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Marcus Mariota trade market has dried up significantly

Things change in a hurry on the Quarterback Carousel.

One week it looks like a signal-caller might be traded quickly. The next, not so much.

Las Vegas Raiders backup quarterback Marcus Mariota appeared headed toward being the latest to get traded this offseason. The Raiders needing to shed money due to a shrinking salary cap and his play in one appearance last year led to the belief that the former first-round quarterback could be traded for as a bridge starter.

Apparently, teams are now wary of giving up a draft pick for the potential starter's contract.

NFL Network Insider Ian Rapoport reported on NFL NOW that the trade market has "dried up significantly" for Mariota due to the incentives in the QB's contract.

"A couple of days ago, it really seemed like Marcus Mariota was going to be on the move," Rapoport said. "I know teams were interested, were calling the Las Vegas Raiders about potentially acquiring Marcus Mariota. Things did get down the line a little bit. There is significant interest in teams trying to get Marcus Mariota ... but there is an issue. Take a look at his contract. He's due a little more than $10 million this year. If he's going to be a bridge starter, which would be the role he'd come in and play, that's not bad. That's actually not the issue.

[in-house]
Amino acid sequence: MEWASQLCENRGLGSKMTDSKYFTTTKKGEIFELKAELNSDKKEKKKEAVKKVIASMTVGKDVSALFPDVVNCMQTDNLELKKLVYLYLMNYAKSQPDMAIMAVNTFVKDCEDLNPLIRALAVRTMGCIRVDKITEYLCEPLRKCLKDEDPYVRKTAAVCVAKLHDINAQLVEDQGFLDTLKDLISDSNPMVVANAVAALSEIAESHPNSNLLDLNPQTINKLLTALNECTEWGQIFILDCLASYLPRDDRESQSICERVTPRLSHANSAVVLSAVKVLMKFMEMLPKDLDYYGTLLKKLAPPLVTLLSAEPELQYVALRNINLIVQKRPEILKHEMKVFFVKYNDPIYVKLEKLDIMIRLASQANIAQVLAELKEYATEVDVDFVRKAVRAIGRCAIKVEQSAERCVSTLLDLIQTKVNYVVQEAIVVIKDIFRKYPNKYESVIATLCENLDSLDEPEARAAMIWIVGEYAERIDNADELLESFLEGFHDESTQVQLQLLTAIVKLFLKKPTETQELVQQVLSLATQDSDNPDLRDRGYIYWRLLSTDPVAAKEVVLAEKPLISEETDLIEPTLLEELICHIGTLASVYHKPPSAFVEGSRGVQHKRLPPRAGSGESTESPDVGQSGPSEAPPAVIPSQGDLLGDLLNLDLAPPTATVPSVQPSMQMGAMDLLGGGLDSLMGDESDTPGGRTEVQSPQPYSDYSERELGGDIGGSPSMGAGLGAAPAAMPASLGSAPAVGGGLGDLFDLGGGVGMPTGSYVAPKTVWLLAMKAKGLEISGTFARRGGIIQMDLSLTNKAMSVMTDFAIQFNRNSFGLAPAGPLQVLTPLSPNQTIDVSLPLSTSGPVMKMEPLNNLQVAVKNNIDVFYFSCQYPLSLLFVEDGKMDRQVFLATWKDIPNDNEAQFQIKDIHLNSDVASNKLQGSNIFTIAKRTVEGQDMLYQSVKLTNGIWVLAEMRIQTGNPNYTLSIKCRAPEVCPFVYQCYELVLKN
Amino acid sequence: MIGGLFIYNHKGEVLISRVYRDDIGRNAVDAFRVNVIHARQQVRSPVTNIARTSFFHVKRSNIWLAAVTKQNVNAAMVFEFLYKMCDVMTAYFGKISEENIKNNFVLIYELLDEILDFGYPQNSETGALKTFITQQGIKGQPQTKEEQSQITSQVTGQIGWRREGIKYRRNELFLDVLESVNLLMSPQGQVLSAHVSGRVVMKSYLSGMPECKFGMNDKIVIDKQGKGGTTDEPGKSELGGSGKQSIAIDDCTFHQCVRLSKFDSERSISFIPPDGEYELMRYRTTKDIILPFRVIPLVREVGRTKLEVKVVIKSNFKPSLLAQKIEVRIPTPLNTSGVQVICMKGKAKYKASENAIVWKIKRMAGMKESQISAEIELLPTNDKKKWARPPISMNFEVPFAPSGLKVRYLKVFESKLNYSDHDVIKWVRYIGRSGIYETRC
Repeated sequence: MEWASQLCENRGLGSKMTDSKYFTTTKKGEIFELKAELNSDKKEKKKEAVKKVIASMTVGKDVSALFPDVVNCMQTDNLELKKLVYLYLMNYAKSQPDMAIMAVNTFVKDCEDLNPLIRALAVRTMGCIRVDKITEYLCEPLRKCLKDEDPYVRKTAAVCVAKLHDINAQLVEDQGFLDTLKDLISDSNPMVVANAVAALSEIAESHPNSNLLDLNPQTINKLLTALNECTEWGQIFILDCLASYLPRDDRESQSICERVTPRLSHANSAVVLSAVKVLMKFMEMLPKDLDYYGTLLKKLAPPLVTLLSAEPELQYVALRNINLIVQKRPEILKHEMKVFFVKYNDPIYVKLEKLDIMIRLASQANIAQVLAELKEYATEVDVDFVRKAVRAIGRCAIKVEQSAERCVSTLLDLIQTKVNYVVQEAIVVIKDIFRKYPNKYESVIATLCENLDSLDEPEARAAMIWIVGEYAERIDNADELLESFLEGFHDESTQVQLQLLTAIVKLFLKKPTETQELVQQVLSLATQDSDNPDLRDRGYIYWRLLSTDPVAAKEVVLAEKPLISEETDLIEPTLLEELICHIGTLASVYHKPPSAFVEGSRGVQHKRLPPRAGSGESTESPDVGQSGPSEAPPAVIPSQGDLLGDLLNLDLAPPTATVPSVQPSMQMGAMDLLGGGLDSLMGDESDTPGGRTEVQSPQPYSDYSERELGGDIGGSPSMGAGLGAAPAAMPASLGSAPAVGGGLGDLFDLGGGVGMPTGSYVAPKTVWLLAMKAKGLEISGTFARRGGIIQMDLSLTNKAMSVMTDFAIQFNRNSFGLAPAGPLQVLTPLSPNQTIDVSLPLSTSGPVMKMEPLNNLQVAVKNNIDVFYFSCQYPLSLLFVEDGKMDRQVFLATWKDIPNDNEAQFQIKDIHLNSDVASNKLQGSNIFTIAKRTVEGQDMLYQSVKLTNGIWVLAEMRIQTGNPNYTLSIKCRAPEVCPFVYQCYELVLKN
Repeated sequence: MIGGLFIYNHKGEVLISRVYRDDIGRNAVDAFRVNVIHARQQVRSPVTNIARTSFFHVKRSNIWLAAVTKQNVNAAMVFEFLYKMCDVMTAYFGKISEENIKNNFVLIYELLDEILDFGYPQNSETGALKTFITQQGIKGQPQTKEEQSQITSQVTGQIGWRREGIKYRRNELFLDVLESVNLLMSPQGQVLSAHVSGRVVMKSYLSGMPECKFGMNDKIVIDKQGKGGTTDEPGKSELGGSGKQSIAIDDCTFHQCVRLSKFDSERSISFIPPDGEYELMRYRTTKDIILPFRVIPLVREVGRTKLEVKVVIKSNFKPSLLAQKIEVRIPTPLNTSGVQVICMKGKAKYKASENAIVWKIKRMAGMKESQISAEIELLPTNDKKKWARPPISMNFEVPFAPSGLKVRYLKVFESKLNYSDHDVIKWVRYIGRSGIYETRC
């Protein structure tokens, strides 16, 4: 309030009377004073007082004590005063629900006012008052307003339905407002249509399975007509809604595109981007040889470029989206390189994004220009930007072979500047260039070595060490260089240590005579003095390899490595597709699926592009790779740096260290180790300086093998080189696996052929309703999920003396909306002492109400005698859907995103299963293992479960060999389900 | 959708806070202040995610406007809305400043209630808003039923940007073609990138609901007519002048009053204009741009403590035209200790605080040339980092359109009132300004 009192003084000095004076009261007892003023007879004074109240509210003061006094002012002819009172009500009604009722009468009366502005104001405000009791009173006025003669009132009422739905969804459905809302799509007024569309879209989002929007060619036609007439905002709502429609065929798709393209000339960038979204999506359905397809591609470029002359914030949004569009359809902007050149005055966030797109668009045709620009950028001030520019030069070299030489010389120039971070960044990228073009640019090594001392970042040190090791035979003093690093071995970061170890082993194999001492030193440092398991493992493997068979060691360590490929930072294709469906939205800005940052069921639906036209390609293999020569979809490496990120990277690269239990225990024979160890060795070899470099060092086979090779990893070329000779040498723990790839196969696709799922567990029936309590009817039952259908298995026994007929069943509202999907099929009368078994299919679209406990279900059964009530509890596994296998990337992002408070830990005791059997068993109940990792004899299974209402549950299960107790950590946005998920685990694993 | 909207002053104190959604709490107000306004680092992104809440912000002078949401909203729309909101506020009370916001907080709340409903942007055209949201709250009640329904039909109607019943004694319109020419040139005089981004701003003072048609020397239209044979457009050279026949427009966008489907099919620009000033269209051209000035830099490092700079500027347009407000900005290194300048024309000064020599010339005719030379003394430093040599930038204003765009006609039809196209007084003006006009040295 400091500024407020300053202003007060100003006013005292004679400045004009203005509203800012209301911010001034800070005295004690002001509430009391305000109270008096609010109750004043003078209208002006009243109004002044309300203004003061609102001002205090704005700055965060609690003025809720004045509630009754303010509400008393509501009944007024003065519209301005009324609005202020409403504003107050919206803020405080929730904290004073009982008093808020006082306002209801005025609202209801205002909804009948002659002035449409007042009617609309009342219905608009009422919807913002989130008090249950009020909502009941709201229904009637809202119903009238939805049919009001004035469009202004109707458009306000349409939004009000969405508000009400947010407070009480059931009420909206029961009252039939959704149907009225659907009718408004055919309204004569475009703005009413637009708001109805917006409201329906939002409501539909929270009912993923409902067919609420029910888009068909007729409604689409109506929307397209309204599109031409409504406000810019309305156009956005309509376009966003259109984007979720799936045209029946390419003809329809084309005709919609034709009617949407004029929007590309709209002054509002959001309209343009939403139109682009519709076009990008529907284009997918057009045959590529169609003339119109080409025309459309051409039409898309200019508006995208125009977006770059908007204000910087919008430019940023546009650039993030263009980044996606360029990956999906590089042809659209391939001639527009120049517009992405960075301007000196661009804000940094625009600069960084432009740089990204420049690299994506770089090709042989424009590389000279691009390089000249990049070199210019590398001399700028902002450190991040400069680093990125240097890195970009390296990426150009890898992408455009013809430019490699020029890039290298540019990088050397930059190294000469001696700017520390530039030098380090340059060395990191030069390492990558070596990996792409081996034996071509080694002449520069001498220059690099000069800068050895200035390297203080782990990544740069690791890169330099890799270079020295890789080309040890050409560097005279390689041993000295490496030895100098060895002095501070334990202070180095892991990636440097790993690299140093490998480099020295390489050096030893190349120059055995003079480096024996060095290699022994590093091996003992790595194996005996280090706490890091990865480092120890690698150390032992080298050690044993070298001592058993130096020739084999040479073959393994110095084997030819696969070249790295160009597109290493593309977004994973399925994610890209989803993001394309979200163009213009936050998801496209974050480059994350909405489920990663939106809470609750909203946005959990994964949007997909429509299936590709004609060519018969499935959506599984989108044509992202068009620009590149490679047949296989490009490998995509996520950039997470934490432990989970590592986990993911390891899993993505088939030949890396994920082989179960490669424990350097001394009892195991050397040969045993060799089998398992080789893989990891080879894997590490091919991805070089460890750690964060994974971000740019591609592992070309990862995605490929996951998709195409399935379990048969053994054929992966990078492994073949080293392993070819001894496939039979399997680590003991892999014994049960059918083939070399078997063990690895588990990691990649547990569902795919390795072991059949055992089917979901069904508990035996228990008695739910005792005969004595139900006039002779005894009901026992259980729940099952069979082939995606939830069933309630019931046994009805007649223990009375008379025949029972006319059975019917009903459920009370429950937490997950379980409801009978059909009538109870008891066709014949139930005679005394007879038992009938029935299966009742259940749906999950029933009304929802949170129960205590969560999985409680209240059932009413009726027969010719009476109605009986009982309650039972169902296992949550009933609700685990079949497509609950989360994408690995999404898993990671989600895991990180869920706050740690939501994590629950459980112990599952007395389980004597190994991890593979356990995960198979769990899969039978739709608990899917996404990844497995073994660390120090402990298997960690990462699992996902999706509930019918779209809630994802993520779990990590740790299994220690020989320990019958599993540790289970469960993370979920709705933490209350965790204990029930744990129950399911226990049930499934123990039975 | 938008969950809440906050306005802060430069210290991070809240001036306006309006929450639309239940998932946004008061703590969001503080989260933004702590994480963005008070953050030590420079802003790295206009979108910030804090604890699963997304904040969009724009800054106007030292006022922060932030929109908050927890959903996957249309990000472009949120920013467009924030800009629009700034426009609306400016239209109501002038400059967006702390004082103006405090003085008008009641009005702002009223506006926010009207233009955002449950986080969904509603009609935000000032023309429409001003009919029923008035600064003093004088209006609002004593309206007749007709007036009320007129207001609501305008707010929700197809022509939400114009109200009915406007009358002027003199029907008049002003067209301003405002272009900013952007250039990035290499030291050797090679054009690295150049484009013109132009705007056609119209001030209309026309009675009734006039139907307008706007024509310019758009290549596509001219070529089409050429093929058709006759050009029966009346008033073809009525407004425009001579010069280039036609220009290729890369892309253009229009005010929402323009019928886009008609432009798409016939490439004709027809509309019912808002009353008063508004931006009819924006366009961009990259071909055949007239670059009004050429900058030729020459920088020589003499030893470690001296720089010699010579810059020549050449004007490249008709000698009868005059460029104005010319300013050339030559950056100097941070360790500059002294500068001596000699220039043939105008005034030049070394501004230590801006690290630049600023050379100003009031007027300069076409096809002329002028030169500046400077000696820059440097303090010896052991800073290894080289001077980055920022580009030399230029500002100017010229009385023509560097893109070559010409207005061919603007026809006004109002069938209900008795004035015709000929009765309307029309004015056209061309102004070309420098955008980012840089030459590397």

"The issue is based on incentives. If he is the starter and ends up playing the entire season, he can make an additional $12 million, so more than $20 million for Marcus Mariota. Teams, as of right now, don't seem to think that's something that would be worth it, especially when you consider they'd also give up a draft pick to trade for him. That trade market has now dried up significantly."

If no team is willing to take on that contract, the Raiders, who are currently projected to be well over the salary cap, could be forced to release Mariota. Cutting the QB would save $11.35 million on the cap with zero dead money. With Derek Carr entrenched as the starter, Las Vegas might not have the luxury of hanging onto a backup as high-priced as Mariota, given its needs elsewhere on the roster, especially on defense.

Rapoport noted that getting released could behoove Mariota, who would then be able to choose his destination and negotiate a new deal, potentially with additional guarantees.

This is all part of the offseason dance.

One day Mariota is all but traded. A few Earth rotations later, he's a potential cut candidate.

Tune back in next time as the QB Carousel continues to spin expeditiously.

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